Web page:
Commenting to theheart.org | Medscape Cardiology, John T. Wilkins, MD, Feinberg School of Medicine, Northwestern University, Chicago, Illinois, said, “We really don’t have a complete handle on why methotrexate is so effective as an anti-inflammatory agent, but the hypothesis that this would be efficacious was reasonable. So the results are a little surprising, but highly informative.”

Multiple pathways can lead to inflammation and the development of atherosclerotic plaques, but “canakinumab is clearly a much, much more targeted agent,” he said.

“The biggest takeaway is that inflammation is becoming a very reasonable target for the reduction of atherosclerotic disease risk,” Wilkins said. “We need more trials.”

Despite the positive findings from CANTOS, a CV indication for canakinumab remains hung up with the US Food and Drug Administration. In a recent complete response letter, the agency requested more information from Novartis on the subgroup of responders with lower-than-median levels of hsCRP who had a 27% reduction in MACE, compared with an overall reduction of 15% to 17%.

“I don’t know why the FDA is balking,” but it may be because “it was only one study and it’s a new mechanism,” Lamas said in an interview. Cardiologists may be slow to warm to canakinumab without a major advertising push, he suggested, in part because the drug is not well understood and the effect somewhat modest.

Of special note, the sodium glucose cotransporter type 2 (SGLT2) canagliflozin (Invokana, Janssen) was recently approved to prevent MACE in adults with type 2 diabetes and established CV disease, while the SGLT2 inhibitor empagliflozin (Jardiance, Boehringer Ingelheim/Lilly) has carried a CV mortality claim for years.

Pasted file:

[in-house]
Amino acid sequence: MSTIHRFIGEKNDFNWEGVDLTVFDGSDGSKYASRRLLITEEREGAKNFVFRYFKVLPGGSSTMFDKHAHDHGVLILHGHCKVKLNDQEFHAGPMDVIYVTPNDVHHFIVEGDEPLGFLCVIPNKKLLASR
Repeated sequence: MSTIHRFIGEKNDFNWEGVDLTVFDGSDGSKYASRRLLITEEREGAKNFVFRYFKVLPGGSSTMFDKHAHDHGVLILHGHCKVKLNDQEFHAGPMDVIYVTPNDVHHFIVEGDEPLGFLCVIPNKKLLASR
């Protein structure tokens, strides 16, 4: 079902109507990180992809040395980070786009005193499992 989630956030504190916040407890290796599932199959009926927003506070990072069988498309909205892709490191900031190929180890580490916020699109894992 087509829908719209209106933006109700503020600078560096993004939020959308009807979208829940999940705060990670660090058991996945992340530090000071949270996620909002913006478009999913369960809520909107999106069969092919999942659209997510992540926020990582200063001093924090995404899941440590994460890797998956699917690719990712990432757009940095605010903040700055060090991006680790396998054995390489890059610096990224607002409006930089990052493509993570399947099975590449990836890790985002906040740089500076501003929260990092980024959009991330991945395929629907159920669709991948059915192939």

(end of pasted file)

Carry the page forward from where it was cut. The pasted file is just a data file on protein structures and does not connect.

When surveyed on whether they feel comfortable prescribing SGLT2 inhibitors to their patients with diabetes and high-risk coronary artery disease risk, 84% of attendees responded “yes” following the presentation of the DECLARE-TIMI 58 trial results during the same session.

The study was funded by the National Heart, Lung, and Blood Institute (NHLBI). The trial drug and matching placebo were purchased from Teva Pharmaceuticals, which donated costs for packaging and shipping. Ridker reports receiving grants from NHLBI, Novartis, Pfizer, Kowa; personal fees from Inflazome, Novartis, Pfizer, Corvidia, and CiviBio; and a patent with royalties paid to Siemens and AstraZeneca. Lamas and Smith reported no relevant conflicts of interest.

American Heart Association (AHA) Scientific Sessions 2018. LBS.02. Presented November 10, 2018.

N Engl J Med. Published online November 10, 2018. Full text.

Follow Patrice Wendling on Twitter: @pwendl. For more from theheart.org | Medscape Cardiology, follow us on Twitter and Facebook.